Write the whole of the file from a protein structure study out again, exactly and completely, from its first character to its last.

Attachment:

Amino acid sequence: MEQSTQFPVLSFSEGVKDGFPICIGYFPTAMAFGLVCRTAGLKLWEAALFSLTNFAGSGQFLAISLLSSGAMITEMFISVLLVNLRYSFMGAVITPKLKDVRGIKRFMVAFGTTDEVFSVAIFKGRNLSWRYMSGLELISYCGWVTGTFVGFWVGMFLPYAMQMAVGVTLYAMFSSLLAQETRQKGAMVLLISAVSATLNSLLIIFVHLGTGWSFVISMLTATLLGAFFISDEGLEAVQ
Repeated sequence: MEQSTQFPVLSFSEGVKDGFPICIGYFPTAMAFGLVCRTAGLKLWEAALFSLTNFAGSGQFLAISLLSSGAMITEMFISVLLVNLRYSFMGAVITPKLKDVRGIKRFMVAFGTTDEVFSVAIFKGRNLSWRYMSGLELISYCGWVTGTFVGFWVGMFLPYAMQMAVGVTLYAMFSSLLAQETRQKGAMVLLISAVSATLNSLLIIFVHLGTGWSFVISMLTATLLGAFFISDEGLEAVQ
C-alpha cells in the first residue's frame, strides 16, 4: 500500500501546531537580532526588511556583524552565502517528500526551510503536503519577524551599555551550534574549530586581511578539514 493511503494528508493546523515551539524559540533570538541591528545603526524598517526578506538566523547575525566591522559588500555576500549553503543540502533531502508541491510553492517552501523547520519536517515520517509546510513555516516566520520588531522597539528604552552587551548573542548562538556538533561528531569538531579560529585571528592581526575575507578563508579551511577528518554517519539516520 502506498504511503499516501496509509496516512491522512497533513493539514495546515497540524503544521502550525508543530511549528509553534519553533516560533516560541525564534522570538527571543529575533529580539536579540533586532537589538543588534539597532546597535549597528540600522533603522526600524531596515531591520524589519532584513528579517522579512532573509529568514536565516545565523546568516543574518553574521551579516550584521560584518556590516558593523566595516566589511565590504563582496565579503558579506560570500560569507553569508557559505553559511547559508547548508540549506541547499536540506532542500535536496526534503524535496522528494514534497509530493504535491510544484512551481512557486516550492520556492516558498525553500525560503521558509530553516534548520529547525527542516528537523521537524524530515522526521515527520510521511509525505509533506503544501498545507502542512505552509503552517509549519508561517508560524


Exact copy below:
Amino acid sequence: MEQSTQFPVLSFSEGVKDGFPICIGYFPTAMAFGLVCRTAGLKLWEAALFSLTNFAGSGQFLAISLLSSGAMITEMFISVLLVNLRYSFMGAVITPKLKDVRGIKRFMVAFGTTDEVFSVAIFKGRNLSWRYMSGLELISYCGWVTGTFVGFWVGMFLPYAMQMAVGVTLYAMFSSLLAQETRQKGAMVLLISAVSATLNSLLIIFVHLGTGWSFVISMLTATLLGAFFISDEGLEAVQ
Repeated sequence: MEQSTQFPVLSFSEGVKDGFPICIGYFPTAMAFGLVCRTAGLKLWEAALFSLTNFAGSGQFLAISLLSSGAMITEMFISVLLVNLRYSFMGAVITPKLKDVRGIKRFMVAFGTTDEVFSVAIFKGRNLSWRYMSGLELISYCGWVTGTFVGFWVGMFLPYAMQMAVGVTLYAMFSSLLAQETRQKGAMVLLISAVSATLNSLLIIFVHLGTGWSFVISMLTATLLGAFFISDEGLEAVQ
C-alpha cells in the first residue's frame, strides 16, 4: 500500500501546531537580532526588511556583524552565502517528500526551510503536503519577524551599555551550534574549530586581511578539514 493511503494528508493546523515551539524559540533570538541591528545603526524598517526578506538566523547575525566591522559588500555576500549553503543540502533531502508541491510553492517552501523547520519536517515520517509546510513555516516566520520588531522597539528604552552587551548573542548562538556538533561528531569538531579560529585571528592581526575575507578563508579551511577528518554517519539516520 502506498504511503499516501496509509496516512491522512497533513493539514495546515497540524503544521502550525508543530511549528509553534519553533516560533516560541525564534522570538527571543529575533529580539536579540533586532537589538543588534539597532546597535549597528540600522533603522526600524531596515531591520524589519532584513528579517522579512532573509529568514536565516545565523546568516543574518553574521551579516550584521560584518556590516558593523566595516566589511565590504563582496565579503558579506560570500560569507553569508557559505553559511547559508547548508540549506541547499536540506532542500535536496526534503524535496522528494514534497509530493504535491510544484512551481512557486516550492520556492516558498525553500525560503521558509530553516534548520529547525527542516528537523521537524524530515522526521515527520510521511509525505509533506503544501498545507502542512505552509503552517509549519508561517508560524